Have you posted your new EEOC poster?


a blank poster hangs on the wall in a break room with table and chairs.

On October 19, 2022, the Equal Employment Opportunity Commission (EEOC) quietly released a new poster entitled “Know Your Rights: Workplace Discrimination is Illegal,” which informs employees of the federal laws prohibiting job discrimination and notifies employees or applicants that they can file a charge if they believe that they have experienced discrimination. The new poster replaces the mandatory “Equal Employment Opportunity is the Law” poster (and the “Equal Employment Opportunity is the Law Supplement” poster), which had been in place for over a decade. Covered employers are required by law to conspicuously display the poster in the workplace where notices to applicants and employees are customarily posted.[1] 

The new poster, which covers entities with 15 or more employees to whom the federal nondiscrimination laws apply, includes several updates from the older version. Some of the changes include:

  • Using more straightforward language and formatting;
  • Identifying harassment as a prohibited form of discrimination;
  • Clarifying that sex discrimination includes discrimination based on pregnancy and related conditions, sexual orientation, or gender identity;
  • Providing information about equal pay discrimination for federal contractors; and
  • Adding a QR code to provide employees with access to the EEOC’s website to file a charge of employment discrimination.

Like the older version, the new poster outlines the types of discrimination prohibited by federal law, including:

  • Race, color, sex (including pregnancy and related conditions, sexual orientation, or gender identity), national origin, religion;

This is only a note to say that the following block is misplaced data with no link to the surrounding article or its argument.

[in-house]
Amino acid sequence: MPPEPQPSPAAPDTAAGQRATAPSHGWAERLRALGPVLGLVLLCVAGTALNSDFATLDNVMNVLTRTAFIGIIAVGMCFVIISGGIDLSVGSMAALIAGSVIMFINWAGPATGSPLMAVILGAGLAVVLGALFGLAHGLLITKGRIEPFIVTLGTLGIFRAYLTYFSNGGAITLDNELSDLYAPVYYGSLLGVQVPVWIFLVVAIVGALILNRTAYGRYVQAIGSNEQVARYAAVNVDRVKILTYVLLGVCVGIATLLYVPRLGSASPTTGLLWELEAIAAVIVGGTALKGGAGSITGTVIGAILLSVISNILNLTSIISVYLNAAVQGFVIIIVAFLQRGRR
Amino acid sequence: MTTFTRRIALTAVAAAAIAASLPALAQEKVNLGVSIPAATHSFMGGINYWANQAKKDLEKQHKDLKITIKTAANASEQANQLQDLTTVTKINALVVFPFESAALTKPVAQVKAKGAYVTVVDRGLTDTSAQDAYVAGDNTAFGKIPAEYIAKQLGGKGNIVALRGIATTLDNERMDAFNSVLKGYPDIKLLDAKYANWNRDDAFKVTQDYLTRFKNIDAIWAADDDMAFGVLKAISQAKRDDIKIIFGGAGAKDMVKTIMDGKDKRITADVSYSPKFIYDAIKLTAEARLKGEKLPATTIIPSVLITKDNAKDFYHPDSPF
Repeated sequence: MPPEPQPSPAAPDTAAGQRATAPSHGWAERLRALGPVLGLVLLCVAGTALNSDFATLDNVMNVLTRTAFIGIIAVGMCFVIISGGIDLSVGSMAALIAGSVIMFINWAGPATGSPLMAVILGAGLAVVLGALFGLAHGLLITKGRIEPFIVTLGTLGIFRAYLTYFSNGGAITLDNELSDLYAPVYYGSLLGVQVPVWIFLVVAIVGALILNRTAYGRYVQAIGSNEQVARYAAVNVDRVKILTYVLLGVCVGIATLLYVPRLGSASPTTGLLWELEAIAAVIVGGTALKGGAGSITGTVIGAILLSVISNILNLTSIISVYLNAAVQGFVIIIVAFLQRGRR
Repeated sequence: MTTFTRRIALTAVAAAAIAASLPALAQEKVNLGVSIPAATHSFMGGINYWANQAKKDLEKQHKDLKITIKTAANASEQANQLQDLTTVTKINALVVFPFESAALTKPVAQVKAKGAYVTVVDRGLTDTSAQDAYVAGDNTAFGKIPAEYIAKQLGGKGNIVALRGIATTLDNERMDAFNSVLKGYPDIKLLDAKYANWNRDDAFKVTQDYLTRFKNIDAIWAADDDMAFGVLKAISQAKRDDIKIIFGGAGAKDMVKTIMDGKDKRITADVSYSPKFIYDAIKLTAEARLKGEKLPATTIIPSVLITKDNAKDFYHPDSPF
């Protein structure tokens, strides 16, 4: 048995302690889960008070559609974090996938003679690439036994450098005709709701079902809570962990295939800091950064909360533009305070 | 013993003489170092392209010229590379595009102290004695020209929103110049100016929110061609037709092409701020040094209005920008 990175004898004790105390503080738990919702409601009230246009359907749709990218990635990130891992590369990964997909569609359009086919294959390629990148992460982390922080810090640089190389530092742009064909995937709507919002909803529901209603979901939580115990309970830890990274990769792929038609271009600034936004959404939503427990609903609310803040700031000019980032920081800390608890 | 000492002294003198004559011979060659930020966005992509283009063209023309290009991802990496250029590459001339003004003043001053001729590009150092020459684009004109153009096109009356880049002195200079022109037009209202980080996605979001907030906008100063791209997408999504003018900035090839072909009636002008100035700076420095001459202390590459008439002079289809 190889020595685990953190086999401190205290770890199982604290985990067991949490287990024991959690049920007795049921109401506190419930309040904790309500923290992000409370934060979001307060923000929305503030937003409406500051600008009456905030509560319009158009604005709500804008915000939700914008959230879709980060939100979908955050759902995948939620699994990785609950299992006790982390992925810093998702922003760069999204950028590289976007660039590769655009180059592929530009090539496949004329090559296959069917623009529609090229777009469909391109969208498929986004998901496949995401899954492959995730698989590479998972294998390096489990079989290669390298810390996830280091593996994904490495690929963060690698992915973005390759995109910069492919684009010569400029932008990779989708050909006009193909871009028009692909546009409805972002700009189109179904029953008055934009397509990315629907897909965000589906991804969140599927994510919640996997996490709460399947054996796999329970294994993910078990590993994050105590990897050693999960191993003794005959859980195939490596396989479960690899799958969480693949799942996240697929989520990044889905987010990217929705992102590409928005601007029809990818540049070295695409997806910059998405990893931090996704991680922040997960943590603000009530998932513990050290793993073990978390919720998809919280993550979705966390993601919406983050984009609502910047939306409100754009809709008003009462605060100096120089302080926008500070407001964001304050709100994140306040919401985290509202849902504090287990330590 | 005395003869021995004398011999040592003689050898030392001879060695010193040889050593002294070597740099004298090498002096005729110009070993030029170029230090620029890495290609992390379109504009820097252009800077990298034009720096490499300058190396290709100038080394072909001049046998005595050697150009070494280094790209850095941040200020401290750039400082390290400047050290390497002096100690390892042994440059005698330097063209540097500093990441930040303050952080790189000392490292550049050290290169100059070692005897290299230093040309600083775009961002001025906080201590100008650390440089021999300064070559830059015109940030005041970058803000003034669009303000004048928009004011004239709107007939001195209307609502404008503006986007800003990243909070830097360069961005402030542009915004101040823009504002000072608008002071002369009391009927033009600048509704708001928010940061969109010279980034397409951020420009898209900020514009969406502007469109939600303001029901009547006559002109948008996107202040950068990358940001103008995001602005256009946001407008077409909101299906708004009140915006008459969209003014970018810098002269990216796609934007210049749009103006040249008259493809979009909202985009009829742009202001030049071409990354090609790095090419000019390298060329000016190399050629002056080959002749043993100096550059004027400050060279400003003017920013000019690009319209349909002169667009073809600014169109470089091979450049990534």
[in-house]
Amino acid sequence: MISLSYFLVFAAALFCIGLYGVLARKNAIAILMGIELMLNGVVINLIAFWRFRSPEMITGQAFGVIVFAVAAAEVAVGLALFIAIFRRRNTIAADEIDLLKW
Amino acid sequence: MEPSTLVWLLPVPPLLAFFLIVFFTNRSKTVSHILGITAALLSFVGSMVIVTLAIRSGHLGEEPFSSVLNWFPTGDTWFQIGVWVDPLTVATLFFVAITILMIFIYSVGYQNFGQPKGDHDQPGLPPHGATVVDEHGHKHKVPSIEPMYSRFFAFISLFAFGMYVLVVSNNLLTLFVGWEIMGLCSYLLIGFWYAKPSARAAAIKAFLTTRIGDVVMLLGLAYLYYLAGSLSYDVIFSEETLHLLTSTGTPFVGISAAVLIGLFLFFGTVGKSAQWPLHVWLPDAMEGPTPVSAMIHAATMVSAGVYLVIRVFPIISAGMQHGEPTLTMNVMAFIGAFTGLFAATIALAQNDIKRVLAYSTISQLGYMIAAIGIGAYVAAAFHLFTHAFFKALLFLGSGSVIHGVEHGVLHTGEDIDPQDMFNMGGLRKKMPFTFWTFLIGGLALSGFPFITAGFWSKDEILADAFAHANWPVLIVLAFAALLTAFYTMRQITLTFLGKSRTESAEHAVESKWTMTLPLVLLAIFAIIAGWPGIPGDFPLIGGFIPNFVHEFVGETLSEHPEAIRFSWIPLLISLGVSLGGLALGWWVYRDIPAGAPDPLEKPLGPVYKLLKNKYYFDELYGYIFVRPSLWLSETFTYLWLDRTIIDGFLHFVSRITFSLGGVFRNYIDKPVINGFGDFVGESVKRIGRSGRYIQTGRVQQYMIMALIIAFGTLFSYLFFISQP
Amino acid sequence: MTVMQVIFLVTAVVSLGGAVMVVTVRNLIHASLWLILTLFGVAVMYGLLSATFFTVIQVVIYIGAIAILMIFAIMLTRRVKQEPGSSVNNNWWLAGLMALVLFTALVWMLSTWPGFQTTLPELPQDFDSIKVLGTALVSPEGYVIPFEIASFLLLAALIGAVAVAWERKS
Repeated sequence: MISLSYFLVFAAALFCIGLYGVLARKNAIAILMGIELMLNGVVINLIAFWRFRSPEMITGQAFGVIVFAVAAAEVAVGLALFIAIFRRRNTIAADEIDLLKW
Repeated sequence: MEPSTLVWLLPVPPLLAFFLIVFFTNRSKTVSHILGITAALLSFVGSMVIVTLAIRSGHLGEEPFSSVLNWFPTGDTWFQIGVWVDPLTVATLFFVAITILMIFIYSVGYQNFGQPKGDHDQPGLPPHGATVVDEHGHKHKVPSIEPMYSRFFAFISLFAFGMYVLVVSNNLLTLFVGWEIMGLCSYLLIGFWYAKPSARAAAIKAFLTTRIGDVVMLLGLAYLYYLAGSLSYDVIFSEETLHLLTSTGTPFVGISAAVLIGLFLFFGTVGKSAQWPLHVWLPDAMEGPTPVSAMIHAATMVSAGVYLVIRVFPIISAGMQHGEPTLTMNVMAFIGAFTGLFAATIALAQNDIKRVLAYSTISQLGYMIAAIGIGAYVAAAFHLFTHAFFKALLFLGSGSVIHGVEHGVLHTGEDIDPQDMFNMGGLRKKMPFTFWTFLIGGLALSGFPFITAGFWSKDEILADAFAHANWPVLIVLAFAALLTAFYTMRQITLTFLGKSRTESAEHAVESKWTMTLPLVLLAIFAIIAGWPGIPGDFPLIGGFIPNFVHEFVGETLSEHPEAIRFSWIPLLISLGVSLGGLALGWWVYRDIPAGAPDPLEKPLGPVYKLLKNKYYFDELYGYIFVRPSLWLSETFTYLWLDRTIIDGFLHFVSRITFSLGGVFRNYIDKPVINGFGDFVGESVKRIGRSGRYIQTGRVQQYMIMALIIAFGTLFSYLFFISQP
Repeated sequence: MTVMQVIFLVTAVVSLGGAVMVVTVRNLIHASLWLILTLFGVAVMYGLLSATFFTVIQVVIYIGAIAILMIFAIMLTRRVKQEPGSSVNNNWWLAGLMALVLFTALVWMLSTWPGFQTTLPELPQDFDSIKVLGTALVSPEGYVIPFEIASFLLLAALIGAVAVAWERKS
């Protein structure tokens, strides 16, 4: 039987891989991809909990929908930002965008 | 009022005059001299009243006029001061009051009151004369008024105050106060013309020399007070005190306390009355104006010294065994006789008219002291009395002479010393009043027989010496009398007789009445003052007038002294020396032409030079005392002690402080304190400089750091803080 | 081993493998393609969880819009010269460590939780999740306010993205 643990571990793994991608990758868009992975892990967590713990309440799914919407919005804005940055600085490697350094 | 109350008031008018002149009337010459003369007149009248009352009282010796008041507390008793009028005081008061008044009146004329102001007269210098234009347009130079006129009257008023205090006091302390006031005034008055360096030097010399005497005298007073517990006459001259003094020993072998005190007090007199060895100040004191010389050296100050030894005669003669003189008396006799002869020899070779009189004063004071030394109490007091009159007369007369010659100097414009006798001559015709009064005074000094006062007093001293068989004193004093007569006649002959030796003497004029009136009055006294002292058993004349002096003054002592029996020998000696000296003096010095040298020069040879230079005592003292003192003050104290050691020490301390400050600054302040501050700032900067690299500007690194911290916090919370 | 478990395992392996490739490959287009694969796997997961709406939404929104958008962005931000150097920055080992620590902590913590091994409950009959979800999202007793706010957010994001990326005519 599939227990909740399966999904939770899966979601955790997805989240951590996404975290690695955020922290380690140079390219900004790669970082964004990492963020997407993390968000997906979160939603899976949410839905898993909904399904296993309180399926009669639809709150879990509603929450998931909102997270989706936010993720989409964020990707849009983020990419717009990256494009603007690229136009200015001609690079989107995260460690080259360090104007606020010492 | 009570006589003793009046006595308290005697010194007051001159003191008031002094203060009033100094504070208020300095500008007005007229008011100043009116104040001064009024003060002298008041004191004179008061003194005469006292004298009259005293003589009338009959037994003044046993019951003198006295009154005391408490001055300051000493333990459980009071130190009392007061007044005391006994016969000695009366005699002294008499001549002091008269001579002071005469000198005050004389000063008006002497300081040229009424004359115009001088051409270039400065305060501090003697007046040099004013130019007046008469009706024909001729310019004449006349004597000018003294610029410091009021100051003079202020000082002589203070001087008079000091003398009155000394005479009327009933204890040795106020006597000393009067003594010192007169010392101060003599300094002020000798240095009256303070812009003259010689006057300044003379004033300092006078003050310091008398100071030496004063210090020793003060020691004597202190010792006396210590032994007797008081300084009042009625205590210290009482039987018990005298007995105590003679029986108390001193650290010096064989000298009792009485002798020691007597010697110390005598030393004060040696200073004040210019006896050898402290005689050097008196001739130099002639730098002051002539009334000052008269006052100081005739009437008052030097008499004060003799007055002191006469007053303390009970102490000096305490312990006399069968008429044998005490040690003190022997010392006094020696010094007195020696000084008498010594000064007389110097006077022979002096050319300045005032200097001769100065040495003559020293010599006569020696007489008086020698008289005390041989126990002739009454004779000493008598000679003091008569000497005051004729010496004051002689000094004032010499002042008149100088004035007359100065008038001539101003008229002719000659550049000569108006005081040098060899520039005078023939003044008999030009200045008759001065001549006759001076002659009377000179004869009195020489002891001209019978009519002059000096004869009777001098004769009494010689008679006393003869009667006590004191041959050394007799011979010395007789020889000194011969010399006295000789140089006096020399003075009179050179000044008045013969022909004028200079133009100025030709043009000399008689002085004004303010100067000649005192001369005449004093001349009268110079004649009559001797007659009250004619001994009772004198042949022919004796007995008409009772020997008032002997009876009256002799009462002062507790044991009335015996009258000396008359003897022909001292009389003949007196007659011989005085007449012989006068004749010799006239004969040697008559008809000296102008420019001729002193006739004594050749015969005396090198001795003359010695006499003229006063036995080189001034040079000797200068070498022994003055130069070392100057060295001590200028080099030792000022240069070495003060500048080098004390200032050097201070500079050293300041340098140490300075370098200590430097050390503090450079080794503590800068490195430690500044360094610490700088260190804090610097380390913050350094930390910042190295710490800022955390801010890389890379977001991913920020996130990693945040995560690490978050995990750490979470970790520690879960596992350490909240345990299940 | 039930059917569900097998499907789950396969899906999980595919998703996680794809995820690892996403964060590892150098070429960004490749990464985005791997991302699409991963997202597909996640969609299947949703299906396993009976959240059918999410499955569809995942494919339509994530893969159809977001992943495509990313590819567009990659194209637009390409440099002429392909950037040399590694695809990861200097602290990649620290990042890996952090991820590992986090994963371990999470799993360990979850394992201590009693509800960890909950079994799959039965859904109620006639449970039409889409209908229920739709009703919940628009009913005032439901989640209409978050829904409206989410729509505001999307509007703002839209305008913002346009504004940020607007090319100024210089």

• Age (40 and older);
  • Equal Pay;
  • Disability;
  • Genetic information (including family medical history or genetic tests or services); and includes
  • Retaliation for filing a charge, reasonably opposing discrimination, or participating in a discrimination lawsuit, investigation, or proceeding.

In addition to physically posting, the EEOC encourages covered employers “to post a notice digitally on their websites in a conspicuous location.” While electronic posting on the employer’s website in a conspicuous location is encouraged as a backstop, it is permitted to be the only posting for employers without a physical workplace or who have remote employees.

Covered employers are subject to fines for not complying with the EEOC’s posting requirements;  therefore, covered employers should update their posters as soon as possible. The EEOC’s guidance suggests employers should replace the old poster with the new one “within a reasonable amount of time” to avoid a fine; however the EEOC did not provide a specific deadline. The new poster can be downloaded here.


[1] The Americans with Disabilities Act (ADA) requires that notices of federal laws prohibiting job discrimination be made available in a location that is accessible to applicants and employees with disabilities that limit mobility.  Printed notices should also be made available in an accessible format, as needed, to persons with disabilities that limit the ability to see or read. Notices can be recorded on an audio file, provided in an electronic format that can be utilized by screen-reading technology or read to applicants or employees with disabilities that limit seeing or reading ability. A screen-readable electronic format is available on the EEOC’s website.

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